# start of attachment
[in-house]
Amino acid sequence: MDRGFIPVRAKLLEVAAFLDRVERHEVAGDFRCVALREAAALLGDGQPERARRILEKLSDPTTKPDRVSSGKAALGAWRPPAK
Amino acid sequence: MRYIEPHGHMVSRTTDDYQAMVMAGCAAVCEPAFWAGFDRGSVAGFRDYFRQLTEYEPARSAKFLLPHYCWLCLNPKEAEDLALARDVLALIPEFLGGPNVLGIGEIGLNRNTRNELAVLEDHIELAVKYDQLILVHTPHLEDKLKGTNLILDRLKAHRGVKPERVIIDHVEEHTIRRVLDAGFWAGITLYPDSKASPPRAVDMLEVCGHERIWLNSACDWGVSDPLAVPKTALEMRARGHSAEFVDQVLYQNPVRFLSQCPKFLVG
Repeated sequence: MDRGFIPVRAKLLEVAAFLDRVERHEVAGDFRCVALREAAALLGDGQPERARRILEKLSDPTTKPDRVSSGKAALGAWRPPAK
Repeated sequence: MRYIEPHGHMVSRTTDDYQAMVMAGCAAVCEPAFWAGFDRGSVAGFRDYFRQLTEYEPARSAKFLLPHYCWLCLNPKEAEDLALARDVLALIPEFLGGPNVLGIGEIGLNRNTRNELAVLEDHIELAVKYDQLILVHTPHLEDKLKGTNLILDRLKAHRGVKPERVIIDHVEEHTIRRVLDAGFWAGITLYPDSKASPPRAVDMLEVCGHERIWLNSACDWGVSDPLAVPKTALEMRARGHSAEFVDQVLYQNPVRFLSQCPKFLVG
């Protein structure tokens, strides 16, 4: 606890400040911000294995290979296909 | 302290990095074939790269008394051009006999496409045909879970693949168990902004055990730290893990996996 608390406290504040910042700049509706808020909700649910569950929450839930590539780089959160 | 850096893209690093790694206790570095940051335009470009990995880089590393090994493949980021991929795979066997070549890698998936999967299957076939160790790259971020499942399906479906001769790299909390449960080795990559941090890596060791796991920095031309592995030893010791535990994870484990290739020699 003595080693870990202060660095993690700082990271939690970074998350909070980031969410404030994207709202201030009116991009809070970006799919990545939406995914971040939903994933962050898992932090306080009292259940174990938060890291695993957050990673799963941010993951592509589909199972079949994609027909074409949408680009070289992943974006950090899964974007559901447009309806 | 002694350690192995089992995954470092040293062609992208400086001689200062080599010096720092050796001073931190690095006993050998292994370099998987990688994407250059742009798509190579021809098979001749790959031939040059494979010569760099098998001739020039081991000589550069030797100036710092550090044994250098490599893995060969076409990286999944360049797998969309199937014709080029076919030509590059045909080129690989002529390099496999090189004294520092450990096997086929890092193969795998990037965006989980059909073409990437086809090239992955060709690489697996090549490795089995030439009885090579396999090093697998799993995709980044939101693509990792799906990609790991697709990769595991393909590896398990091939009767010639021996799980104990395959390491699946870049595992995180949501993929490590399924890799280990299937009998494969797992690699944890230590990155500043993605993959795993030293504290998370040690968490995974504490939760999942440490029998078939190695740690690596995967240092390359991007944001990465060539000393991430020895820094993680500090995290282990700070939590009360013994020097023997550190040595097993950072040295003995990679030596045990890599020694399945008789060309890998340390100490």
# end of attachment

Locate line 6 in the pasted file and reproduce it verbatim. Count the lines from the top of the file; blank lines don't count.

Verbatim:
């Protein structure tokens, strides 16, 4: 606890400040911000294995290979296909 | 302290990095074939790269008394051009006999496409045909879970693949168990902004055990730290893990996996 608390406290504040910042700049509706808020909700649910569950929450839930590539780089959160 | 850096893209690093790694206790570095940051335009470009990995880089590393090994493949980021991929795979066997070549890698998936999967299957076939160790790259971020499942399906479906001769790299909390449960080795990559941090890596060791796991920095031309592995030893010791535990994870484990290739020699 003595080693870990202060660095993690700082990271939690970074998350909070980031969410404030994207709202201030009116991009809070970006799919990545939406995914971040939903994933962050898992932090306080009292259940174990938060890291695993957050990673799963941010993951592509589909199972079949994609027909074409949408680009070289992943974006950090899964974007559901447009309806 | 002694350690192995089992995954470092040293062609992208400086001689200062080599010096720092050796001073931190690095006993050998292994370099998987990688994407250059742009798509190579021809098979001749790959031939040059494979010569760099098998001739020039081991000589550069030797100036710092550090044994250098490599893995060969076409990286999944360049797998969309199937014709080029076919030509590059045909080129690989002529390099496999090189004294520092450990096997086929890092193969795998990037965006989980059909073409990437086809090239992955060709690489697996090549490795089995030439009885090579396999090093697998799993995709980044939101693509990792799906990609790991697709990769595991393909590896398990091939009767010639021996799980104990395959390491699946870049595992995180949501993929490590399924890799280990299937009998494969797992690699944890230590990155500043993605993959795993030293504290998370040690968490995974504490939760999942440490029998078939190695740690690596995967240092390359991007944001990465060539000393991430020895820094993680500090995290282990700070939590009360013994020097023997550190040595097993950072040295003995990679030596045990890599020694399945008789060309890998340390100490």